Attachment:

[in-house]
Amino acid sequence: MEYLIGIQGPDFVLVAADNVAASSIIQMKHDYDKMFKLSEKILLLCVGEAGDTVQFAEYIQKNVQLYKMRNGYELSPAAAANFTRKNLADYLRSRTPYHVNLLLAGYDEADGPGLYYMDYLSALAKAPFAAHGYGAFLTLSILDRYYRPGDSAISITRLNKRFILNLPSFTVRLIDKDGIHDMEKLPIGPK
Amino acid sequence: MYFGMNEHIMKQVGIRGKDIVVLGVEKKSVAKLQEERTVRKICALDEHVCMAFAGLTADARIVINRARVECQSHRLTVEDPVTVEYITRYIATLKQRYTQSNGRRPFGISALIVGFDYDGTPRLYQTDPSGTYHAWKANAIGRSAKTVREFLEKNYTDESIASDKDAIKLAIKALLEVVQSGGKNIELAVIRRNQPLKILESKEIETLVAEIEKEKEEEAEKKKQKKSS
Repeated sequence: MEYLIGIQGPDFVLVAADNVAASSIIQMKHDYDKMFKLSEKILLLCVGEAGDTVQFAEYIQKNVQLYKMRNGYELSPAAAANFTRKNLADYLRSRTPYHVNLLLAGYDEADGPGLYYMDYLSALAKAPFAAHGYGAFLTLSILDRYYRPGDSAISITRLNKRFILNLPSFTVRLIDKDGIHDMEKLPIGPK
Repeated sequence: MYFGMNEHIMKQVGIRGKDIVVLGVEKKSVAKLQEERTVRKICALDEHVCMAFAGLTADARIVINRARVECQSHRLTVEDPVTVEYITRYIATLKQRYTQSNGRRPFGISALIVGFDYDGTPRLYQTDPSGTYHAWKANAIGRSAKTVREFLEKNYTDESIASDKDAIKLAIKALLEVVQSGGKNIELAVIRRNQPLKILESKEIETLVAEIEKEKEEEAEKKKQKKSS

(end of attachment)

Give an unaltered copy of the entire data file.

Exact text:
[in-house]
Amino acid sequence: MEYLIGIQGPDFVLVAADNVAASSIIQMKHDYDKMFKLSEKILLLCVGEAGDTVQFAEYIQKNVQLYKMRNGYELSPAAAANFTRKNLADYLRSRTPYHVNLLLAGYDEADGPGLYYMDYLSALAKAPFAAHGYGAFLTLSILDRYYRPGDSAISITRLNKRFILNLPSFTVRLIDKDGIHDMEKLPIGPK
Amino acid sequence: MYFGMNEHIMKQVGIRGKDIVVLGVEKKSVAKLQEERTVRKICALDEHVCMAFAGLTADARIVINRARVECQSHRLTVEDPVTVEYITRYIATLKQRYTQSNGRRPFGISALIVGFDYDGTPRLYQTDPSGTYHAWKANAIGRSAKTVREFLEKNYTDESIASDKDAIKLAIKALLEVVQSGGKNIELAVIRRNQPLKILESKEIETLVAEIEKEKEEEAEKKKQKKSS
Repeated sequence: MEYLIGIQGPDFVLVAADNVAASSIIQMKHDYDKMFKLSEKILLLCVGEAGDTVQFAEYIQKNVQLYKMRNGYELSPAAAANFTRKNLADYLRSRTPYHVNLLLAGYDEADGPGLYYMDYLSALAKAPFAAHGYGAFLTLSILDRYYRPGDSAISITRLNKRFILNLPSFTVRLIDKDGIHDMEKLPIGPK
Repeated sequence: MYFGMNEHIMKQVGIRGKDIVVLGVEKKSVAKLQEERTVRKICALDEHVCMAFAGLTADARIVINRARVECQSHRLTVEDPVTVEYITRYIATLKQRYTQSNGRRPFGISALIVGFDYDGTPRLYQTDPSGTYHAWKANAIGRSAKTVREFLEKNYTDESIASDKDAIKLAIKALLEVVQSGGKNIELAVIRRNQPLKILESKEIETLVAEIEKEKEEEAEKKKQKKSS